I have grown passed hate and bitterness,
I see the world as one;
But though I can no longer hate,
My son is still my son.
All men at God’s round table sit,
And all men must be fed;
But this loaf in my hand,
This loaf is my son’s bread.
Mary Gilmore (1865 -1962)
This is a simple two stanza one sentence poem with the second and final line of each stanza rhyming. However, it does contain some deep philosophical thought.
S1 … The first line indicates that this poem may have been written late in her life. To see the world as one and not take sides. Forget the goodies and the baddies we are all both. She saw the world as one; to be inclusive of all peoples, to accept everyone. But this means to accept the ‘sinner’ but not the ‘sin’. Mary Gilmore hated sin and worked for social justice and was involved in many community issues as well as the emancipation of women. To hate the sin and not the sinner takes effort.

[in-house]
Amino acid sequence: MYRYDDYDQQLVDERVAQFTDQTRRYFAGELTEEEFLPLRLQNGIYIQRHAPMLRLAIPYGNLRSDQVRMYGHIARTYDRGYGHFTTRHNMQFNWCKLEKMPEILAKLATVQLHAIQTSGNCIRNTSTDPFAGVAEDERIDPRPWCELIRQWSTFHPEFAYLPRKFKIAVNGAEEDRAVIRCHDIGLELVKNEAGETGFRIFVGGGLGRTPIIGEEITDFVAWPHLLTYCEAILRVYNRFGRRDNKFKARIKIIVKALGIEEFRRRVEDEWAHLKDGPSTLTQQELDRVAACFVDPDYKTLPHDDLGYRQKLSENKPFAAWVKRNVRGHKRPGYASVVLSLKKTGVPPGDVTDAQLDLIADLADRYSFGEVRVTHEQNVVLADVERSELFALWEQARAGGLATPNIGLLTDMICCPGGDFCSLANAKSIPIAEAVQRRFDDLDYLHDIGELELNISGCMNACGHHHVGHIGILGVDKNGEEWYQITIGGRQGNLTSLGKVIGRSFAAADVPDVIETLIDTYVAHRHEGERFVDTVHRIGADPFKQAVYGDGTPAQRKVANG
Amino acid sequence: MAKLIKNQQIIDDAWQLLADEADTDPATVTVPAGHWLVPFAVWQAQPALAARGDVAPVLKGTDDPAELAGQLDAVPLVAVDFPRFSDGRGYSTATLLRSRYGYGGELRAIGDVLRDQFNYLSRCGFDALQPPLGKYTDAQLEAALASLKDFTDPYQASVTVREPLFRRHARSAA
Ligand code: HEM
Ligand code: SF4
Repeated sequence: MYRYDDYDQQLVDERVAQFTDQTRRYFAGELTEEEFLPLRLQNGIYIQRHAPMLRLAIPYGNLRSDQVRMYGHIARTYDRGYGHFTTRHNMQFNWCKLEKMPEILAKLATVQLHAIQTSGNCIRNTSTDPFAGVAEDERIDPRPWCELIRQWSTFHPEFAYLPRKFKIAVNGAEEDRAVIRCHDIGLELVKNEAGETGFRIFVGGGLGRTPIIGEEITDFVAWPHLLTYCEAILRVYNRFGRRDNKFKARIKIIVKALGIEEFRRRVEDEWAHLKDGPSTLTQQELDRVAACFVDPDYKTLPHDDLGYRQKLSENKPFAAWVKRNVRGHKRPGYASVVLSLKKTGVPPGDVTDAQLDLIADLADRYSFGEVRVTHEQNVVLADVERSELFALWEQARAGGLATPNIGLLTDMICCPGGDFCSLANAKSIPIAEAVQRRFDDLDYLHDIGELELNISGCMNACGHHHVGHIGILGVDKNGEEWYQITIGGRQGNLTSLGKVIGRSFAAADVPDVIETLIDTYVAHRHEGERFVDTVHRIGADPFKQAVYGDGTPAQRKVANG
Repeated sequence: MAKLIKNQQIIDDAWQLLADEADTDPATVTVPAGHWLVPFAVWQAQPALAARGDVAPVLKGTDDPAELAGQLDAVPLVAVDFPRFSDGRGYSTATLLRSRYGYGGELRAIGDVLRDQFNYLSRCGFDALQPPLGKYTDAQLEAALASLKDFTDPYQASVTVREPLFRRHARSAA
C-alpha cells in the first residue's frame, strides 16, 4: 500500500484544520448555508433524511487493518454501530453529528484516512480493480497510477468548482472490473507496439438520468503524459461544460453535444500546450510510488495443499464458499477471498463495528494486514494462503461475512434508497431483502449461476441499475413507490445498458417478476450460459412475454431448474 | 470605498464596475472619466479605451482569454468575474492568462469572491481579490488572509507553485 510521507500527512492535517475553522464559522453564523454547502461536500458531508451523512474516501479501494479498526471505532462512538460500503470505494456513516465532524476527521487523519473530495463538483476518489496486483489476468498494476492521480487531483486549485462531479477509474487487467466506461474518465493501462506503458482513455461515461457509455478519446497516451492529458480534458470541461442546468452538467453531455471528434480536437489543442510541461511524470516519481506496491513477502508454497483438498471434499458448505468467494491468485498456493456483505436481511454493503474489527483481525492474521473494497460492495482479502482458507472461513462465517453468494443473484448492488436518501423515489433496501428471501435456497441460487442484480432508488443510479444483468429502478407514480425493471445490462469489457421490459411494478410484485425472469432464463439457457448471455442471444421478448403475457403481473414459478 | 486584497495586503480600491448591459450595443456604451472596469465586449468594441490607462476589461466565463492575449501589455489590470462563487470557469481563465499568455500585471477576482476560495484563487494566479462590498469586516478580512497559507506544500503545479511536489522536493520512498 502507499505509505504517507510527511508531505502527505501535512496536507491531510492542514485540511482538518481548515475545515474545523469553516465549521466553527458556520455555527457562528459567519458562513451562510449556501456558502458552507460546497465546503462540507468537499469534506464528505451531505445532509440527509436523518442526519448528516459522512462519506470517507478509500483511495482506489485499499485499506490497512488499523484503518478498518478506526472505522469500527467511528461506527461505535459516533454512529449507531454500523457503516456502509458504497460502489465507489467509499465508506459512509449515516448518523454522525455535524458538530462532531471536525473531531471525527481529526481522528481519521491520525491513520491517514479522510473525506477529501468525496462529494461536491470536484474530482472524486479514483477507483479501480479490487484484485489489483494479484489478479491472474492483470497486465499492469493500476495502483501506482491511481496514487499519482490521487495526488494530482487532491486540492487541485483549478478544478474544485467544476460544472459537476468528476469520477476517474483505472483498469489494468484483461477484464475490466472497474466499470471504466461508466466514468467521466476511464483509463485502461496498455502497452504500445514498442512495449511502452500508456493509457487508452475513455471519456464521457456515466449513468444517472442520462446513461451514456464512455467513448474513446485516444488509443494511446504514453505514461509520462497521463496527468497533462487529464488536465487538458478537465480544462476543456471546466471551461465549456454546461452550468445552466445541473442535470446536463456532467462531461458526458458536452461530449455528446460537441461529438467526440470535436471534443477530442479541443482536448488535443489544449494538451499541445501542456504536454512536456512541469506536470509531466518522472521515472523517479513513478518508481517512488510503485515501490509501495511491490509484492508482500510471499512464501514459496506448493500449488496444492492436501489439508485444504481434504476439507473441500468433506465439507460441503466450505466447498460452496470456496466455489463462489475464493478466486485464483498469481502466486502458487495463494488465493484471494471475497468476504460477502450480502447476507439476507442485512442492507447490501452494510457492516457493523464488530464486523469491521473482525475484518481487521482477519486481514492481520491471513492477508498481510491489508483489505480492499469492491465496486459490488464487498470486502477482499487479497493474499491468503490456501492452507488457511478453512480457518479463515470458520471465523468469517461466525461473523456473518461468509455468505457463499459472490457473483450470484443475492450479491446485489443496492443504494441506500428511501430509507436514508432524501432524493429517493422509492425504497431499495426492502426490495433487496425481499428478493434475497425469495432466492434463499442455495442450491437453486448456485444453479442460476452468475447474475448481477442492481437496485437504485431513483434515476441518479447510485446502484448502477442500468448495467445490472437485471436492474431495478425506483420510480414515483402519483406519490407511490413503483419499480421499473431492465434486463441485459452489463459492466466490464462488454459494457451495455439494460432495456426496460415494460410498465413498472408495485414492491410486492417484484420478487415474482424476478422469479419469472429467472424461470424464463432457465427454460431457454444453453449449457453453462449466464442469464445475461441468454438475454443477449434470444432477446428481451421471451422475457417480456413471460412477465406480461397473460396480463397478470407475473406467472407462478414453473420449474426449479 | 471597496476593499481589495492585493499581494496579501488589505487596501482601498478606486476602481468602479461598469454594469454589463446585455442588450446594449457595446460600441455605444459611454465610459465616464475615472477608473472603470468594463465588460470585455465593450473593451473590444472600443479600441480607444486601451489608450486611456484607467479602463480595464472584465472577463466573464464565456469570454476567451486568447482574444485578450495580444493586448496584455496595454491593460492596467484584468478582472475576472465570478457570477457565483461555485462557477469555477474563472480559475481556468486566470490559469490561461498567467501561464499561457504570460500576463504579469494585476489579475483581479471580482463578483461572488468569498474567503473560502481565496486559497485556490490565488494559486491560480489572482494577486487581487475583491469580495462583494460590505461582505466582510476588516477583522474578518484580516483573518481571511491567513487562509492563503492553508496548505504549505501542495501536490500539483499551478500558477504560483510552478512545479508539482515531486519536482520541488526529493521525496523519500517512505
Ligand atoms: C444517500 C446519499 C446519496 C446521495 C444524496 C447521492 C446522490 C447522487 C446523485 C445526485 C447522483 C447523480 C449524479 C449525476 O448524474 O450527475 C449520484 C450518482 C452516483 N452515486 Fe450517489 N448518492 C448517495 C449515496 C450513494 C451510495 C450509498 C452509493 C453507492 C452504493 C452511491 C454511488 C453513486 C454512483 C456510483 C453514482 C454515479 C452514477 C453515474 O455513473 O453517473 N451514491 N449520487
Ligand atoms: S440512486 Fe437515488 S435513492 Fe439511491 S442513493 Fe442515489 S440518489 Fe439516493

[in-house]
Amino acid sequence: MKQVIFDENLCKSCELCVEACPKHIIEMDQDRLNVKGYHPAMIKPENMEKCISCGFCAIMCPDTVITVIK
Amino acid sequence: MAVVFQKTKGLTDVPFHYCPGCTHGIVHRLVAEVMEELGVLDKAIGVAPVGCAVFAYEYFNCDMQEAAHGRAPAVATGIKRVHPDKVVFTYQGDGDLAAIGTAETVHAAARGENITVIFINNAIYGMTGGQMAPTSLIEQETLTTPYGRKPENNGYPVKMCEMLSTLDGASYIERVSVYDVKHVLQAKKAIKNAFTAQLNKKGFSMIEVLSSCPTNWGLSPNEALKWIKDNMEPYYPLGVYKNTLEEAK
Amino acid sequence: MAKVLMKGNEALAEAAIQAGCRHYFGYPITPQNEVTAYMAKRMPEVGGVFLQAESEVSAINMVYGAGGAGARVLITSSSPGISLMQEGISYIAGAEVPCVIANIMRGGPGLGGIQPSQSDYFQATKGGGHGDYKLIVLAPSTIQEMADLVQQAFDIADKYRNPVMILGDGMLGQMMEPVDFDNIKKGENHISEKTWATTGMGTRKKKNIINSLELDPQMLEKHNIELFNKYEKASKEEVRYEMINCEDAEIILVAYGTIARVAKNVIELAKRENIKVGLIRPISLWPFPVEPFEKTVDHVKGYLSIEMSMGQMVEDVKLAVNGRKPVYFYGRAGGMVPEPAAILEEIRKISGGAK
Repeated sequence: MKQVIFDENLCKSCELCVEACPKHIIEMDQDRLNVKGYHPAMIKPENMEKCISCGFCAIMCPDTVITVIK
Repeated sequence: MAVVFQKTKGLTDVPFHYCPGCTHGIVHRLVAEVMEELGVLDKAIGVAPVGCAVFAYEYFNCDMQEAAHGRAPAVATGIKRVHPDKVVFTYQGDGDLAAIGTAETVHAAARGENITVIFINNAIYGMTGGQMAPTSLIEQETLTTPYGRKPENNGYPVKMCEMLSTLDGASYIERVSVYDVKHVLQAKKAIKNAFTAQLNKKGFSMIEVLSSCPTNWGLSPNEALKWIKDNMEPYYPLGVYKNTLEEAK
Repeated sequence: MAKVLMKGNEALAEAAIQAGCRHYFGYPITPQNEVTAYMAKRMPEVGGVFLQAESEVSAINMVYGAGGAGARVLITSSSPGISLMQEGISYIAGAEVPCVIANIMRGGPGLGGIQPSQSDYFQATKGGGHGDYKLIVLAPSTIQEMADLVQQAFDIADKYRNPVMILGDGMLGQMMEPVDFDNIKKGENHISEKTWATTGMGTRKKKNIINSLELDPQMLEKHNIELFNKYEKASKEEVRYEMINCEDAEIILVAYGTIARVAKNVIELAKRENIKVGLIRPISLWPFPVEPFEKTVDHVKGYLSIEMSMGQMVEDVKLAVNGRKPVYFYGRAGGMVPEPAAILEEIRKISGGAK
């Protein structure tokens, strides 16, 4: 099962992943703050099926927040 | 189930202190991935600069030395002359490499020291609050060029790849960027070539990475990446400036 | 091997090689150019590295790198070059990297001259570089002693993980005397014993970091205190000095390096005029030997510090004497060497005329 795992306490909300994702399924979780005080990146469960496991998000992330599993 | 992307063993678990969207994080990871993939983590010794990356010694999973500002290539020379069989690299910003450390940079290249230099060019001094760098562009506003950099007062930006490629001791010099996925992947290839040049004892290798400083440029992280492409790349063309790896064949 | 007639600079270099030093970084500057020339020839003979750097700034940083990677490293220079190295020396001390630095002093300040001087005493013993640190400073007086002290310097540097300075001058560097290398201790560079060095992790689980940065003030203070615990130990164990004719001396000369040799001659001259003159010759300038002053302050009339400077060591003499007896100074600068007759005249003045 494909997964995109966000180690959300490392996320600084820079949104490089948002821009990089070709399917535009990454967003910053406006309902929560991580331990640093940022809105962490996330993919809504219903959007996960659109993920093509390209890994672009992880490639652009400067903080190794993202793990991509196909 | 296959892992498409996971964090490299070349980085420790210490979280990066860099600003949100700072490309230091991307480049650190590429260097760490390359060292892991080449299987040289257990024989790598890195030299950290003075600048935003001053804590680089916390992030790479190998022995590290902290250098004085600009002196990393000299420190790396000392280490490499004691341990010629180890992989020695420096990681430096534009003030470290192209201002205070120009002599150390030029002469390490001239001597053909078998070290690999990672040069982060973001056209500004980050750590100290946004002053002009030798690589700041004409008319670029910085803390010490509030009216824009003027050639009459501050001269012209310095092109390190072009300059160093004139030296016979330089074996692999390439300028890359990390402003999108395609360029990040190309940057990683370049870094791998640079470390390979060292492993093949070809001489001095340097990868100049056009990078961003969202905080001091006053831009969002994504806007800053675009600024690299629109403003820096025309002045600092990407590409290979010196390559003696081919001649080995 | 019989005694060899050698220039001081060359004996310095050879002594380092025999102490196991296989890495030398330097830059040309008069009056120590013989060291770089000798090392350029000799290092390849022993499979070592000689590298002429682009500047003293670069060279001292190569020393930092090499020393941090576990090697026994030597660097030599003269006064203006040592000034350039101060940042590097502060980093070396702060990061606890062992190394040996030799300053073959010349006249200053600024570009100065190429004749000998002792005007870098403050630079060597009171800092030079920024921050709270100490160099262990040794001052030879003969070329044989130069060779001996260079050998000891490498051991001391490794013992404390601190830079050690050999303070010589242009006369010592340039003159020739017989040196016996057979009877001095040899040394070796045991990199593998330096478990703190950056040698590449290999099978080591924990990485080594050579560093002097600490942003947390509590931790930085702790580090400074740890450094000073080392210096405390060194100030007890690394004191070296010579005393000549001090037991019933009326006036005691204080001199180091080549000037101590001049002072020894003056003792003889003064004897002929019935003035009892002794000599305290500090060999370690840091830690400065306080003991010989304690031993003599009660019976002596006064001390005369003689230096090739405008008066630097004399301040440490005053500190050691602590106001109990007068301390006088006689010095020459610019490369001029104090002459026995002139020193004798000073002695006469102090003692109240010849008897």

And the world is becoming one as borders are diminishing in significance. There is more mobility between nations due to refugee migration and increased international travel. Electronic communication is another strong factor negating border significance. How best to deal with any loss of national identity is another matter. Some nations are perhaps feeling quite threatened by such loss and are reluctant to adjust to change.
The last line of this stanza gives emphasis to family, her son. We cannot treat everybody we meet the same. We will always bias our actions in favour of family and friends. These sinners will get preferential treatment in our lives but, of course, hating their sins.
Equally there is a bias towards our own nationality.
S2 … If all humanity sit at God’s table to be fed, and if we have bread whether from God or ourselves then we have a natural tendency for giving and sharing with our family. In this poem specifically the mother son relationship. MG had one son.
This poem puts nationality into perspective, often nationality is too dominant in the progression of self-interest.